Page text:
И вправду чуден был язык воды,
Рассказ какой-то про одно и то же,
На свет звезды, на беглый блеск слюды,
На предсказание беды похожий.
И что-то было в ней от детских лет,
От непривычки мерить жизнь годами,
И от того, чему названья нет,
Что по ночам приходит перед снами,
От грозного, как в ранние года,
Вот какова была в тот день вода
И речь ее - без смысла и значенья.
He strokes my neck like the barrel of a rifle
he might have killed that German with,
his boots by the door, susceptible to the cold.
I glow by the fire in tandem with
the rosewood dresser, impartial to flames,
me with a passion for granite, him
with his head shaved against the night,
shedding his armour plate by plate.
I sleep under his shield, enfolded
in an English flag I think will
become my shroud. While I thrill
among the lilies, placing a chestnut
on the grate like a move in chess,
I see the incentive of lace
defeat artillery hands down.
by Samantha Wynne Rhydderch
Interesting info: Samantha Wynne-Rhydderch, sometimes referred to as S. W. Rhydderch, has published two collections, Rockclimbing in Silk (Seren, 2001), and Not in These Shoes (Picador, 2008), which was shortlisted for Wales Book of the Year 2009.
Outside a surfeit of planes.
Inside the hunger of the departed
to come back. ‘Ah, erstwhile humans,
would you make your mistakes
over again? In life, as in love,
the second time around is
I confront their expressions
in the embers, on grey walls:
faces among the stones watching
me to see if this night
of all nights I will make sacrifice
to the spirits of hearth and of
roof-tree, pouring a libation.
‘Stay where you are,’ I implore.
‘This is no world for escaped beings
to make their way back into.
The well that you took your pails
to is polluted. At the centre
of the mind’s labyrinth to machine howls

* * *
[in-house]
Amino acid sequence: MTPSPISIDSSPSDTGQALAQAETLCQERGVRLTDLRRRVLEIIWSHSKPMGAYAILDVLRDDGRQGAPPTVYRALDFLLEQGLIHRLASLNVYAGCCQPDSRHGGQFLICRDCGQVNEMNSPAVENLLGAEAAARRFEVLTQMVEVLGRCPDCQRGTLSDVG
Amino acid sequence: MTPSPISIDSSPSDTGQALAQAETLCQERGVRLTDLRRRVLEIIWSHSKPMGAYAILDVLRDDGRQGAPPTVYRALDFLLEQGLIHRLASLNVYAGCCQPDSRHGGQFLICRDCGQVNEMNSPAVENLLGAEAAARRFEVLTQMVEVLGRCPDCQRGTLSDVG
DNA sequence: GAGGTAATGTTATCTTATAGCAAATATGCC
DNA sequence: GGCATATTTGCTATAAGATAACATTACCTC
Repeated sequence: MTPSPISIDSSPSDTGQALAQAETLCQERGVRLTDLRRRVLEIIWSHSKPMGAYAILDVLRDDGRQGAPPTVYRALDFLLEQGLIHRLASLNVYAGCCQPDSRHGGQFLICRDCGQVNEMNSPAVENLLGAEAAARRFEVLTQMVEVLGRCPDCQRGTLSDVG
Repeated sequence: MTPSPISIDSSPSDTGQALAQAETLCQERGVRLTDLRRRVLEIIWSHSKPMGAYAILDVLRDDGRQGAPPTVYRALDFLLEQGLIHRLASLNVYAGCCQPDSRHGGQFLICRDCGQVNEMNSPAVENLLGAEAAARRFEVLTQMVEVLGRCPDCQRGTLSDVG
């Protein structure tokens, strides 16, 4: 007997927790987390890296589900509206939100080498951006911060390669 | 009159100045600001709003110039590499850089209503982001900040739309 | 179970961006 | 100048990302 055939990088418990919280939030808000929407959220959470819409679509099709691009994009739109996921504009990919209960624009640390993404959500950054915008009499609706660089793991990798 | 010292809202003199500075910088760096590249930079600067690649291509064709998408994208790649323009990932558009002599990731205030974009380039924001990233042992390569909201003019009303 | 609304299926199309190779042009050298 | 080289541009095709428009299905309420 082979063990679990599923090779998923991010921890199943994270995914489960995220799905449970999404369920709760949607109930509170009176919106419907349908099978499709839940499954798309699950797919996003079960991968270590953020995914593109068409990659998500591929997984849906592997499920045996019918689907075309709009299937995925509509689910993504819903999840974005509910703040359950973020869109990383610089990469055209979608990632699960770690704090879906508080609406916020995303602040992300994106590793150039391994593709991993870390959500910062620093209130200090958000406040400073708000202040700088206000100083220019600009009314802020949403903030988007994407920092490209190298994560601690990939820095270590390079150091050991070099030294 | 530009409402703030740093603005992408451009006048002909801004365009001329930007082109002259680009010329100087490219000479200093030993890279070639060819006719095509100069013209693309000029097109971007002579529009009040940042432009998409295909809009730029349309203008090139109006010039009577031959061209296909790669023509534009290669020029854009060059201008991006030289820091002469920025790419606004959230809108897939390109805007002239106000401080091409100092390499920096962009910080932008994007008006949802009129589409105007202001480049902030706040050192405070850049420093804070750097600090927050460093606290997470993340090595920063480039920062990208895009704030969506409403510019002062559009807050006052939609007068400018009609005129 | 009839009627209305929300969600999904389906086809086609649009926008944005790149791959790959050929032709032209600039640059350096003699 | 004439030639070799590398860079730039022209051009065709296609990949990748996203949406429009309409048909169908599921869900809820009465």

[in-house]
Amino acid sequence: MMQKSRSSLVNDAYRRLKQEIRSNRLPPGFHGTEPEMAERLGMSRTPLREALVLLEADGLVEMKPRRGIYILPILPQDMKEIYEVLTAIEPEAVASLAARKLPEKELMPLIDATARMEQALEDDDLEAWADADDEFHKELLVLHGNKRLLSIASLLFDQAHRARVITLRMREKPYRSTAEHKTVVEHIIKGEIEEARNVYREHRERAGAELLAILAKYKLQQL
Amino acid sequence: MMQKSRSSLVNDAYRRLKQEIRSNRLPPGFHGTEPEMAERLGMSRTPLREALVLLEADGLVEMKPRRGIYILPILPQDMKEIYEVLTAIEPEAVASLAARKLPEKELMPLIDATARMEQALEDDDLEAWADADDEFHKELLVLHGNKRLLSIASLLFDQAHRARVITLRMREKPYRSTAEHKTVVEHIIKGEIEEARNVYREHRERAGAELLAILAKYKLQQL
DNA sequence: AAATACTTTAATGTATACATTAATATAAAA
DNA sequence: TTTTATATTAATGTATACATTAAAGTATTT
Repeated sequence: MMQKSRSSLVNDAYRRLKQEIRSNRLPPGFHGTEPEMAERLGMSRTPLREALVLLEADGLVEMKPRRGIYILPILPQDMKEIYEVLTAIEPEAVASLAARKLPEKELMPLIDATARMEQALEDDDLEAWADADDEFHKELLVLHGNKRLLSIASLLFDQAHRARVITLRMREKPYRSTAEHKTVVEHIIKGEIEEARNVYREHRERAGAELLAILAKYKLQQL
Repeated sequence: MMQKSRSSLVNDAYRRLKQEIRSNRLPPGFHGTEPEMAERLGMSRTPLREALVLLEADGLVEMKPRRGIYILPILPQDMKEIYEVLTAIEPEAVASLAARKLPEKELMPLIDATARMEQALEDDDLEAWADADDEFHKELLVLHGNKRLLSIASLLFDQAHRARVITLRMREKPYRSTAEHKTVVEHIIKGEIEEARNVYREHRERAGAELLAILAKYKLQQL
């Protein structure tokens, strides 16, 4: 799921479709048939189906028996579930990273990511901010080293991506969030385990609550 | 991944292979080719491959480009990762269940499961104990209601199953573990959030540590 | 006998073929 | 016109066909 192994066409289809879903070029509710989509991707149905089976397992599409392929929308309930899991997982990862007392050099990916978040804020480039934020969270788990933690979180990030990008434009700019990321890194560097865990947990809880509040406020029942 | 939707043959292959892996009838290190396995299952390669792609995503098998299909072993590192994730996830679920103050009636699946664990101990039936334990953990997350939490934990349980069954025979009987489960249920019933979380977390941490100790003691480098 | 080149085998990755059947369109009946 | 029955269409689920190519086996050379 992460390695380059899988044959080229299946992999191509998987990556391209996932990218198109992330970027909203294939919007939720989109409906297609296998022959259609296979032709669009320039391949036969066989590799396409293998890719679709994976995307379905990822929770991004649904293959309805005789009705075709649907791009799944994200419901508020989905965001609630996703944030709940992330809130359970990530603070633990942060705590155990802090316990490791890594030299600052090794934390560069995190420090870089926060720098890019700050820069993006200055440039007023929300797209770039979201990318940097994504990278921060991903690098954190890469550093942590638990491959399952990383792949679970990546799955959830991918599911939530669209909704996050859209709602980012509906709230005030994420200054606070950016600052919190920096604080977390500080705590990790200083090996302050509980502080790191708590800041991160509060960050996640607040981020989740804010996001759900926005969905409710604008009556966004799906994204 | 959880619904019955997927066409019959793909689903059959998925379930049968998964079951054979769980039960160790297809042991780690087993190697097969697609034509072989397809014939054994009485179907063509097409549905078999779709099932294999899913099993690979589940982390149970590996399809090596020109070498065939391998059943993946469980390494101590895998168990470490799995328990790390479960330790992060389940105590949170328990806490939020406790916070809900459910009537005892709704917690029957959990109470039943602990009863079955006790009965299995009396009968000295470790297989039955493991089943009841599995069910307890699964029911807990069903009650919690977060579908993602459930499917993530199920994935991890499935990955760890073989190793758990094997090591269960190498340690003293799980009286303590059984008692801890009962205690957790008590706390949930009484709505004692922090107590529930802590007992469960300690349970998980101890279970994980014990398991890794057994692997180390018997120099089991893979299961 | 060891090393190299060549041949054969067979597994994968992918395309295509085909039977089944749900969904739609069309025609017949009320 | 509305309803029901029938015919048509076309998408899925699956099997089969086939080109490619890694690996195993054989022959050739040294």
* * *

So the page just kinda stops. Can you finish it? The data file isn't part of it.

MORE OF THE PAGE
for the sacrifice of the affections;
vocabulary has on a soft collar
but the tamed words are not to be trusted.
As long as the flames hum, making
their honey, better to look in
upon truth’s comb than to
take off as we do on fixed wings
for depollinated horizons.’
by R. S Thomas
from No Truce with the Furies (1995)
He blunders through the last dream
of the night. I hear him, waking.
A brick and concrete stall, narrow
as a heifer’s haunches. Steel bars
between her trap and his small yard.
A froth of slobbered hay droops
from the stippled muzzle. In the slow
rolling mass of his skull his eyes
surface like fish bellies.
He is chained while they swill his floor.
His stall narrows to rage. He knows
the sweet smell of a heifer’s fear.
Remembered summer haysmells reach him,
a trace of the herd’s freedom, clover-
loaded winds. The thundering seed
blows up the Dee breathing of plains,
of cattle wading in shallows.
His crazy eyes churn with their vision.
By Gillian Clarke
from Letters from a Far Country (1982)
Fun fact: The River Dee (Welsh: Afon Dyfrdwy, Latin: Deva Fluvius) is a river in the United Kingdom. It flows through parts of both Wales and England, forming part of the border between the two countries.
Clouds that whiten in a dome of blue
and twisted trees sharply delineated,
the dust aglow, each shadow elongated
and phantoms that pass through the heart anew.
Why was the tale so brief? I cannot say.
Was there a second half I didn’t know?
In pale skies the clouds dissolve away
and night roams through the blackened tree below.
That man, the bench he sits on in the dusk
are growing heavier and more grotesque…
Don’t move! For as carnations start to shine
and leafy bushes melt and intertwine,
the poet shakes away his uniform
of tired bronze and prings on the lawn.
by Иннокентий Фёдорович Анненский (Innokenty Fyodorovich Annensky)
translated by Peter Oram
Fun fact: Annensky is thinking of a statue of Pushkin in the Lycee Garden in Tsarkoye Selo.